• either voltage mode control, the resulting cyclic ratio then being directly proportional to the reference,
    • or current mode control (peak, middle or valley), the current in the switch then being proportional to the reference.

The two pulse width modulation control blocks can then use identical or different chopping frequencies (whole sub-multiples or not), and may or may not be synchronized.

To adapt the output of the structure to low charges, pulse skipping or burst mode techniques can also be applied to the control of the members S1 or S2 or the other rectifiers if they are controllable.

FIG. 26 provides an embodiment implemented on an avionics power supply module.

In this case, the member S1 is controlled with peak current enslavement on the output voltage of the transformer while the member S2 is controlled by the affine law as a function of the input voltage.

In this embodiment, the two members S1 and S2 chop at the same frequency, and they are synchronized and in phase.

The adjustment of the open-loop control αboost of the member S2 conditions the control αbuck resulting from the closed loop of the output voltage of the transformer according to the relationship:
Vout·(1−αboost)=Vin·αbuck.

The graph shown in FIG. 27 illustrates this relationship for a transformer with high input voltage dynamics, for example from 8 to 80 volt direct current to 24 volt direct current.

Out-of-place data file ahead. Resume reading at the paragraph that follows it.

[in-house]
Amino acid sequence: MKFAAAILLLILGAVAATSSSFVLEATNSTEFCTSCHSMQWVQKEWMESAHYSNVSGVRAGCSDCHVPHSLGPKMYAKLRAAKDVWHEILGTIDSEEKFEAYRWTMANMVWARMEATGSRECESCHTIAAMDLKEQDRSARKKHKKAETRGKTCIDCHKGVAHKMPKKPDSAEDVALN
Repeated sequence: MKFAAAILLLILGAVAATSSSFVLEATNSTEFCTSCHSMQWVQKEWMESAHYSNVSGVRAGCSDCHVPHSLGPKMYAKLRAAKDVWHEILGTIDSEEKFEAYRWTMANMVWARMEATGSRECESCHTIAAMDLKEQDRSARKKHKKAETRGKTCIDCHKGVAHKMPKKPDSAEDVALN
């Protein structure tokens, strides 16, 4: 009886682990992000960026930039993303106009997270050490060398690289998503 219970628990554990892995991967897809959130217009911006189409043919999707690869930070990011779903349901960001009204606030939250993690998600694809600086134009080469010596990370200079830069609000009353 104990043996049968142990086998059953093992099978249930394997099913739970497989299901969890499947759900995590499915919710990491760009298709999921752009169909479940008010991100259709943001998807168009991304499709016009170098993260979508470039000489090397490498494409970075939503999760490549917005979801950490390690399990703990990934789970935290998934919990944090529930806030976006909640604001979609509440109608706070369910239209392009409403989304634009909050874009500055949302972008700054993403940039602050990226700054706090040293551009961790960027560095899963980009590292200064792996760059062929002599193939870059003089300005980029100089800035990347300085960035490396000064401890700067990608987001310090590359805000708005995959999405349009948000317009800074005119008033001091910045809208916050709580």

One can than see that such a structure has a certain number of advantages. In fact, there is no operating mode discontinuity and this system is much simpler to implement than the solutions of the state of the art. In fact, there would only be a single control logic and no transitions to manage.

Such a system can also operate with a synchronous rectifier, i.e. in which the rectifiers R1 and/or R2 are controllable semiconductor switching members.

Furthermore in such a system, all of the power and control elements being active in all operating modes, there is also no possibility of a latent breakdown.

Lastly, such a system architecture can also be generalized to multi-phase structures using several inductances that may or may not be coupled and several buck/boost blocks as illustrated in FIGS. 28 and 29, on which multi-phase structures in input and output, respectively, are illustrated.

Claims

1. A regulated power supply system with high input voltage dynamics, comprising:

a shared inductance buck/boost transformer;
at least two controllable semiconductor switching members, one associated with the buck function of the transformer and the other with the boost function of the transformer,
wherein one of the controllable semiconductor switching members is driven continuously using a controller as a function of the system's input voltage, and the other is driven continuously by an enslavement device on the output voltage, and